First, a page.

She also believes that reaching out to members of Russia’s law enforcement apparatus is a key step in swaying these people to the opposition’s cause.

“It’s almost impossible, but we need to work on it, because this regime is based on siloviki. As soon as they stop supporting Putin, it's going to be the end of regime,” she said.

Shevchenko said she learned how to talk with law enforcement workers during her time under house arrest, when she would regularly meet with investigators and police. 

While these people initially threatened and abused her, they gradually opened up to her and would have conversations about politics and everyday life.

“Sometimes they even showed me videos with [Kremlin critic Alexei] Navalny. I was not allowed to watch it, but they actually were watching it together with me,” she said. 

“There is, of course, a lot of human in them,” she said. “You just need to find a way to reach out.”

“After [the Crocus City Hall] terror attack in Moscow, when I watched this horrible video with a police officer cutting [a suspected gunman’s] ear [off], I felt like, ‘No, it's impossible. I will never be able to talk to people like that.’ But they are not all the same and I don't give up,” she said.

Shevchenko said she continues to follow many law enforcement and security officers on social media and stays in contact with them.

“The people I met were not Putin's fans,” she said. “If something changes in my country, imagine we all come back. These people will not disappear. You need to live in the same homes and to communicate with them.”

She follows a similar principle when speaking with the wives and mothers of mobilized Russian soldiers. These women, who have for months called on the Kremlin to return their sons and husbands home, are not unanimously against the war itself.

“I see everyone as an ally. Any kind of protest is good,” she said. “We are not in a situation where we can choose: ‘Okay, you are protesting in a good way and you are protesting in a not-very-good way.’ If you protest, you are my hero.”

Keeping dialogue open is necessary for reconciliation in Russian society after the end of the war and Putin’s rule, Shevchenko argues.

“It's not going to be a beautiful Russian future,” she said, referring to the term coined by the late Kremlin critic Navalny to describe the free, democratic Russia that he and his supporters envisioned. 

Shevchenko is a member of the Anti-War Committee of Russia, a movement of Russian public figures opposing the war and Putin’s regime and supporting the unity of anti-war and pro-democracy Russians.

During her visit to the Netherlands, she met with Dutch Foreign Ministry officials to discuss visas for politically active Russians and support measures for Russian political prisoners and their families.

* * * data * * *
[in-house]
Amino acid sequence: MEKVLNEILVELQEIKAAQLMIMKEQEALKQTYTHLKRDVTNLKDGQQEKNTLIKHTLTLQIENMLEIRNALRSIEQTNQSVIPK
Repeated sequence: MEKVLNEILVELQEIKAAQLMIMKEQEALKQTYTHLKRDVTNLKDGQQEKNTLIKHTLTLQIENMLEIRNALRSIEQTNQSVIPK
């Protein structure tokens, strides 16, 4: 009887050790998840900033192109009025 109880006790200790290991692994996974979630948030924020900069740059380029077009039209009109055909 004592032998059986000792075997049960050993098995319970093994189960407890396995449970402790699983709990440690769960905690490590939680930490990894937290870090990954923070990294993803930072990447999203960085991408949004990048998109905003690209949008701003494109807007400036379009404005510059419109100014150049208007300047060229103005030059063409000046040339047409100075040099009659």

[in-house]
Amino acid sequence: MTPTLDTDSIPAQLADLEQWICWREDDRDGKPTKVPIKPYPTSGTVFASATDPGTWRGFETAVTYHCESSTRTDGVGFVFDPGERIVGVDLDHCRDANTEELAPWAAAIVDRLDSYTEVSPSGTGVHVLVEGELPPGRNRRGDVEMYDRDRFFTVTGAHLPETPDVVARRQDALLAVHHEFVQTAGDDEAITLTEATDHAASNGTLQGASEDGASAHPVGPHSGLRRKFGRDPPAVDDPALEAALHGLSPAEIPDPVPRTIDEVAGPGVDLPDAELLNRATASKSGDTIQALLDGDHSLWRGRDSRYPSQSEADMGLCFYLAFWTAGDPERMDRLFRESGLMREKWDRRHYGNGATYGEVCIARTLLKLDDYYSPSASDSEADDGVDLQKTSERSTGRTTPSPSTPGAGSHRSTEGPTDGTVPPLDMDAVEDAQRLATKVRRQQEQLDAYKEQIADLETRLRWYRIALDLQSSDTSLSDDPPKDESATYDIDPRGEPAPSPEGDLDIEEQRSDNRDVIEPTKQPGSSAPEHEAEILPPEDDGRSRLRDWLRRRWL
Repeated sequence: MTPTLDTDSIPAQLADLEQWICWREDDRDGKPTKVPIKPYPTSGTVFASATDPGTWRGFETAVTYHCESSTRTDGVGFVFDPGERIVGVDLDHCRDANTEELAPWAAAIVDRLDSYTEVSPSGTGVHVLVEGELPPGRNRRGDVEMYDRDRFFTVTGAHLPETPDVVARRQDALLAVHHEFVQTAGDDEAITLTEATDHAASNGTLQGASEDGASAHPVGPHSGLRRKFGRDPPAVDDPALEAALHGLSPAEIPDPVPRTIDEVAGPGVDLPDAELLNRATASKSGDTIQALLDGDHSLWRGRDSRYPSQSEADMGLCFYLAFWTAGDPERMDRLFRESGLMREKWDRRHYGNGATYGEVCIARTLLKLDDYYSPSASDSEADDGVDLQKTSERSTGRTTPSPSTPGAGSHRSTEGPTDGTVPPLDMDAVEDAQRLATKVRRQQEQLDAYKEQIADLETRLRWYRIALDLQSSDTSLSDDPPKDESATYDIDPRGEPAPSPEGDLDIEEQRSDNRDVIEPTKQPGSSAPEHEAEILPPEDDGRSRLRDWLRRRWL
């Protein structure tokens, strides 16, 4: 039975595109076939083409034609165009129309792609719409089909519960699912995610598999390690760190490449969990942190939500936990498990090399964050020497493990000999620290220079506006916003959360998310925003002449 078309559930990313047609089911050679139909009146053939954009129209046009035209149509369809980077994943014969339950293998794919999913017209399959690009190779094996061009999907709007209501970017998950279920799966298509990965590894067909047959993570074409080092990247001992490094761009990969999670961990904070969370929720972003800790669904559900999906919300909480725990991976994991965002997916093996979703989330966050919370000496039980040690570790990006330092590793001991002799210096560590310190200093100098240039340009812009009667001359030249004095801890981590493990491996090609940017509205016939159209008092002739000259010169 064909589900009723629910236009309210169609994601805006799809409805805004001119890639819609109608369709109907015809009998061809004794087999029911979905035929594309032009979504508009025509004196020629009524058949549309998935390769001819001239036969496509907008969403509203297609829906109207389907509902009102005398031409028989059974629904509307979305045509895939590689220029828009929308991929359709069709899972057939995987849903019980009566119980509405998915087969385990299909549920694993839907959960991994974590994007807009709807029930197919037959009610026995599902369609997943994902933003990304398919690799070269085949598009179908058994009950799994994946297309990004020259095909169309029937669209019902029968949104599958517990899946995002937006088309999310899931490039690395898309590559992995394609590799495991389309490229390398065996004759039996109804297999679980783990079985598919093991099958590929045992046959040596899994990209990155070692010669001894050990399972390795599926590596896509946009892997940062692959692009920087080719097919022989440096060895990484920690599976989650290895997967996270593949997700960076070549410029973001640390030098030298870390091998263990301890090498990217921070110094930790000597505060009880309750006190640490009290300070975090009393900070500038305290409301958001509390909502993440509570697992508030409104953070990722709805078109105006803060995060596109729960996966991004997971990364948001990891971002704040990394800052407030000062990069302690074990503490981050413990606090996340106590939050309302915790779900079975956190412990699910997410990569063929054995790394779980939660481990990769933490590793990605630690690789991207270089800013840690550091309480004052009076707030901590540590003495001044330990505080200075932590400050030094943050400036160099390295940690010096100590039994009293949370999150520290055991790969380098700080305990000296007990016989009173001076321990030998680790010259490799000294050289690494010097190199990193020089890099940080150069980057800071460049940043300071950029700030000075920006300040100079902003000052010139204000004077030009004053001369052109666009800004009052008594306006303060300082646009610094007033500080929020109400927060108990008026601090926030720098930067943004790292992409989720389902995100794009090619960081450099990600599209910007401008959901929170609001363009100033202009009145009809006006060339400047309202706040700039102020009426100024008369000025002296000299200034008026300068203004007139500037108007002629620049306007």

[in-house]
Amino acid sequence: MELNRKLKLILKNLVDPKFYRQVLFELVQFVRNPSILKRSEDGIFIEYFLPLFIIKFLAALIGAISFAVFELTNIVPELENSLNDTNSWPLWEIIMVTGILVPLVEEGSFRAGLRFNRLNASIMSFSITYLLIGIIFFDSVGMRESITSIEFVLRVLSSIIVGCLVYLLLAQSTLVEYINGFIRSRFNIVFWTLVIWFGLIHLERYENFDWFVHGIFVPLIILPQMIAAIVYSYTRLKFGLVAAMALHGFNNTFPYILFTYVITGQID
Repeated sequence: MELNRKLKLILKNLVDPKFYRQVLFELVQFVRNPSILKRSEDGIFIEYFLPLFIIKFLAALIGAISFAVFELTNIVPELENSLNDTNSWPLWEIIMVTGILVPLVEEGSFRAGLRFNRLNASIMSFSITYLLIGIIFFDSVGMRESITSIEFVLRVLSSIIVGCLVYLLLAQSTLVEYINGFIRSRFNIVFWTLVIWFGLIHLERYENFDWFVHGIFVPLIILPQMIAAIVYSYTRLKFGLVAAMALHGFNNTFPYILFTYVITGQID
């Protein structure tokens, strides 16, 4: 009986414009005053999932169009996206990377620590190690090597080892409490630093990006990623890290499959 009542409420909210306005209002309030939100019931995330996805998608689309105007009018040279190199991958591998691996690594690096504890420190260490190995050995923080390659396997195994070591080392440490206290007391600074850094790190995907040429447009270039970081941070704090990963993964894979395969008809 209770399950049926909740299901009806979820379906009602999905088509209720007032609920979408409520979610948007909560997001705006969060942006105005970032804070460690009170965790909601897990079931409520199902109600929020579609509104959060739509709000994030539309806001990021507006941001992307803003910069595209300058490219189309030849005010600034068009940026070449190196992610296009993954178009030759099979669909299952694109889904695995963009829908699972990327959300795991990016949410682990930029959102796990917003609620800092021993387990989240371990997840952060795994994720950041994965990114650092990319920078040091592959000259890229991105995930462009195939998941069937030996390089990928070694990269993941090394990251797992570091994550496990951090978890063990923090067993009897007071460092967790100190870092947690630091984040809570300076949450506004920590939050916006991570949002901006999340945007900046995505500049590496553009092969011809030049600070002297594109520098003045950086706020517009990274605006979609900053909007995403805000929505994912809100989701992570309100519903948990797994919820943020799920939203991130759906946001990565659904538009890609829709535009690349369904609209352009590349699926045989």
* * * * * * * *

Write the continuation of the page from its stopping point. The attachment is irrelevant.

Sitting in an Amsterdam cafe, Shevchenko noted the disparities between the Netherlands, a democratic country with one of the highest quality of life ratings in the world, and Russia, where citizens are not free to voice their political opinions and are not protected from attacks or natural disasters.

“I still dream about a happy country [that’s] good for the citizens where the parliament will take care of people one day. But of course, it's going to be a very turbulent time [before then].

“I had a conversation recently with a guy from Moscow, and he told me, ‘I'm ready to be poor, I'm ready to live in the 90s or worse, but I just want my country to be free.’ That's the moment where you realize that freedom is much more important than money and everything else. I hope it's not only about one guy from Moscow, that we are going to do it together,” she said.

“People should understand that the main responsibility of government is not to look for an external enemy, but to take care of citizens and to provide them a better life.”

Despite the long, challenging road ahead, Shevchenko said that younger generations of Russians have given her hope for the country’s future.

Her daughter Vlada, now a university student in Lithuania, shares her mother’s political convictions.

“Putin should be in Russian prison like our political prisoners,” Vlada said at a talk after the documentary screening hosted by Amnesty International.

Shevchenko’s work to support and nurture fellow activists and political prisoners has made her a maternal figure for some.

“There are some political activists who call me mom. My mom is very irritated about it. Like, “How dare he call you mom if you are not his mom?’” she said. “Russian propaganda last month published an article: ‘A Mother of Russian Immigrants.’ This is about me,” she said.

“Why? I don't know. But I like it. I'm ready to take care of other people and I love people. Why not?”